A Clog By Any Other Name

Banding caused by the failed printhead

Symptom (tiny red arrows) of the damaged printhead channel.

Eventually I stopped accepting that a bad nozzle check print indicated clogged nozzles. These machines are insanely complex; there's a long chain of components between an ink cartridge and the associated printhead nozzles. Any part in that chain can fail (or just occasionally get cranky), preventing ink from reaching the nozzle. The only tool I have, however, is the nozzle check print, and when that's not 100%, the only recourse I have is to run cleaning cycles. This can be run on all nozzles, which can unnecessarily consume a lot of ink. It can also be run on nozzle pairs, those pairs defined by the design of the printhead. If the Cyan channel showed an incomplete pattern, I could run a cleaning on the pair that included Cyan (it's paired with the Vivid Magenta channel). In all cases, that's what I did. Printing another nozzle-check often showed the Cyan problem resolved, but equally often showed other, unrelated channels now had gaps. On a bad day I might chase these problems around, doing another pair cleaning and then another, for half an hour or more. But on good days, the first cleaning resolved the problem, all channels showed 100%, and I could get on with printing.

Sword of Damocles

After a few years with the machine it became clear the end could happen any time, without warning. I knew the day would come when I'd fail to get a 100% clean nozzle check, and no number or type of cleanings (there's the standard cleaning, and there's a “powerful” that should be used sparingly) would resolve it. That has, after over nine years of service, finally happened, and it ends my printing with the 7900. The signs indicate a printhead failure. Epson says this is not a user-replaceable part, and that's generally true. However, with the proper tools and software and a reasonable mechanical ability, one can replace the head, assuming one can find the part. A new printhead costs more than $1000, would require a number of hours (and consume a lot of ink) to replace. I'm a decent-enough mechanic and have pulled off scarier repair jobs, and might consider giving it a try. But in the end I'd still have a 9+ year old printer in which something else could fail any day. This seems less than optimal.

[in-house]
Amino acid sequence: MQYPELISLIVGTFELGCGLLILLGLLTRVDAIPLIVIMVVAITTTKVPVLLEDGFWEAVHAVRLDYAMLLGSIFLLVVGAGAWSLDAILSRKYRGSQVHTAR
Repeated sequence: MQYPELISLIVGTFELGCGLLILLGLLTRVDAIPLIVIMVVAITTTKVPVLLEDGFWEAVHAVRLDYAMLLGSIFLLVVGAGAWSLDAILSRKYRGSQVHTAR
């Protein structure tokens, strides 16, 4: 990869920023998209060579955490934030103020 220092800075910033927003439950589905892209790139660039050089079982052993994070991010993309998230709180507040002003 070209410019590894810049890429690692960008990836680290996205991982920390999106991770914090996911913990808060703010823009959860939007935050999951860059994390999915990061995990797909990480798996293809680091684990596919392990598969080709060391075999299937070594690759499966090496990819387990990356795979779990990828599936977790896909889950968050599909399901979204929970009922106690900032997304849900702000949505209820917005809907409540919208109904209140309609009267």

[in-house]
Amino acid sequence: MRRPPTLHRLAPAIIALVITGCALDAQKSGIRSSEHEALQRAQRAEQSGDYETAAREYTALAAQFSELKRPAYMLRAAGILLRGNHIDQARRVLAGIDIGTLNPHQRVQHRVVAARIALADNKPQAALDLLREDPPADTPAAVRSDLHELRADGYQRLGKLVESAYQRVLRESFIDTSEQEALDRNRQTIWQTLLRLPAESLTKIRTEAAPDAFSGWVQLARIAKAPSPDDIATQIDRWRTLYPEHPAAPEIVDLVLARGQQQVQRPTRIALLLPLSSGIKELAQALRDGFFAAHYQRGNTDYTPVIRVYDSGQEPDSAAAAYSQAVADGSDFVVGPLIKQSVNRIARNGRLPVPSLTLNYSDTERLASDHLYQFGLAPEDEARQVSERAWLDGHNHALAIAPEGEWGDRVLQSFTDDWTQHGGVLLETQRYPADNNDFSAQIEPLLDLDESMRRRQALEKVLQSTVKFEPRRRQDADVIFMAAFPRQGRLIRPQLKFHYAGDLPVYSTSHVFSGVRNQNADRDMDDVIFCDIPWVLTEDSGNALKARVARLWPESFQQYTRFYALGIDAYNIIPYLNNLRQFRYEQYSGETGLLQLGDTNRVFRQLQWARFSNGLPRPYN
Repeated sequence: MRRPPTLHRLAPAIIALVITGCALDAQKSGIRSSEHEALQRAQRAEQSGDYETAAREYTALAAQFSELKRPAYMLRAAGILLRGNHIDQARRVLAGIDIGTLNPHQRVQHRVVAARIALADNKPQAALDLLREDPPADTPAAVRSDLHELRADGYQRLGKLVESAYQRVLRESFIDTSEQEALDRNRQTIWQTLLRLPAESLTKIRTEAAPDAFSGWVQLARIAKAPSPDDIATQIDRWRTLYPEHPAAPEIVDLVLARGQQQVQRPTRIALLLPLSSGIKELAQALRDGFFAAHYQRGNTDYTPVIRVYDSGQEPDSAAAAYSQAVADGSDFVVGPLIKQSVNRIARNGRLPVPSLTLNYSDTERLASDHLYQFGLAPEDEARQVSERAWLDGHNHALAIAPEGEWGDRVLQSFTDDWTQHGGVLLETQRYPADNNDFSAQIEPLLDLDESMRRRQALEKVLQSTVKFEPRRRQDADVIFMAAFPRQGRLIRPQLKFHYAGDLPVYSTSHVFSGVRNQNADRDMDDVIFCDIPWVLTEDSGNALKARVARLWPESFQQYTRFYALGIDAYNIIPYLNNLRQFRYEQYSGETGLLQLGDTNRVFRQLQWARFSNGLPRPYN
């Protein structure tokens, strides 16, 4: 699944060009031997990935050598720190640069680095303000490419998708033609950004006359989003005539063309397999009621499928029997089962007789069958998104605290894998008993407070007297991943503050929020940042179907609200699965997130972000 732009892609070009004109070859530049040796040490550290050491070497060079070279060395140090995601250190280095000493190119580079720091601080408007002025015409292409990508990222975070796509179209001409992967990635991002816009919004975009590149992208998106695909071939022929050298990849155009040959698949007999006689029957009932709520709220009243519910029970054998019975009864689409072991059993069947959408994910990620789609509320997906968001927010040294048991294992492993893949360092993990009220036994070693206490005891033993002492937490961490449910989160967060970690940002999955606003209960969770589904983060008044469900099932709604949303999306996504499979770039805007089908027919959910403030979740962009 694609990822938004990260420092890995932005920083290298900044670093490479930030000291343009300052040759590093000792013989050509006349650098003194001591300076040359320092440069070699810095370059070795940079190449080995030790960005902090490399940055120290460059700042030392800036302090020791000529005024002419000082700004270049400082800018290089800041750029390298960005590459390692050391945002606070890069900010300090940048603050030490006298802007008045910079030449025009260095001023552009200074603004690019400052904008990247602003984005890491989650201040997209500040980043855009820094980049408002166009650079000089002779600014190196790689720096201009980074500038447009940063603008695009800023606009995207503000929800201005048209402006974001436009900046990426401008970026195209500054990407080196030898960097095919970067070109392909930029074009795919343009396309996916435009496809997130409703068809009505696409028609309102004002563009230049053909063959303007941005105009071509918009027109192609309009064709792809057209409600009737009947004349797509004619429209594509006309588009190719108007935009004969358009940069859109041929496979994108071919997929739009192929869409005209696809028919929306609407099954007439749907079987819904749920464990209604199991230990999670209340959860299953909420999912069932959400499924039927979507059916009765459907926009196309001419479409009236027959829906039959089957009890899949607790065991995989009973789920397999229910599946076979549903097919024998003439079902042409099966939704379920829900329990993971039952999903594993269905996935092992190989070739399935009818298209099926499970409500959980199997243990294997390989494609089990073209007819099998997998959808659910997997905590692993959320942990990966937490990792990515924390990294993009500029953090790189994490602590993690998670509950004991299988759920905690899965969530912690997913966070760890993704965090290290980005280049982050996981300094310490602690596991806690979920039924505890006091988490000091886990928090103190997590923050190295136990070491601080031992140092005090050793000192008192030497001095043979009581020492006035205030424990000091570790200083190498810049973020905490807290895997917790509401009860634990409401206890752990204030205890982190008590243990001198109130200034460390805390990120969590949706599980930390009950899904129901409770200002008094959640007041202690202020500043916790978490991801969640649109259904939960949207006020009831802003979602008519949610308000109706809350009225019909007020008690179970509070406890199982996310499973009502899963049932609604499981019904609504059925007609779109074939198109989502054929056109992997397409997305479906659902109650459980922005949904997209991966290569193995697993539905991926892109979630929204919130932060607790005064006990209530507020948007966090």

Where Do I Go From Here?

Bowman Lake Sunrise large print

A rare (for me) maximum-width standard-format (non-panorama) print, Sunrise at Bowman Lake.

What's next? It's a good question, one I asked in my 2011 article about choosing the Epson over other brands and models. I've now circled fully back to that quandary. Clearly the smart money is in replacing the 7900 rather than repairing it. I want to continue to make prints; I found making large, high-quality prints, when I started years ago, changed (and improved, I think) the way I see through the viewfinder and the overall quality of my image captures in camera, and I don't want to lose that perspective. Besides, I just love seeing a great print on a beautiful paper emerge from the machine! I also have a number of clients who depend on my printing services, expect a high level of quality, and would be disappointed if I don't continue this service. Since I haven't had to, I've not kept current in the printer market and don't know much about what's available. I've plenty of research to do, but it's something I enjoy doing.

I know two things that will help me get started: First, the next printer will likely be smaller, probably with a 17-inch carriage. In nearly ten years with the 7900 I've printed a great many looong panoramic images, but very few pictures that required the 24-inch wide carriage (as did the one shown at left). A 17-inch machine should be sufficient. Second, I won't be blogging about it. In the early days the blog had a bit of a following, and I enjoyed some back-and-forth emails with a few regular readers. But as postings became less frequent, and as my postings about the aging machine became less and less relevant for anyone considering buying a new, large-format printer, those readers (understandably, I think) dropped away. Knowing the blog was “out there” but not getting much attention from me caused a bit of stress I didn't (and don't) need. So, the death of the 7900 also means the end of the Life With a 7900 blog.

It's very likely I'll write about the selection, purchase, and start-up of my next printer. I'll include a link here to that story.

May, 2021

*I began my 2011 article with a quote from Star Trek (The Original Series); it seemed appropriate here to end the story with another.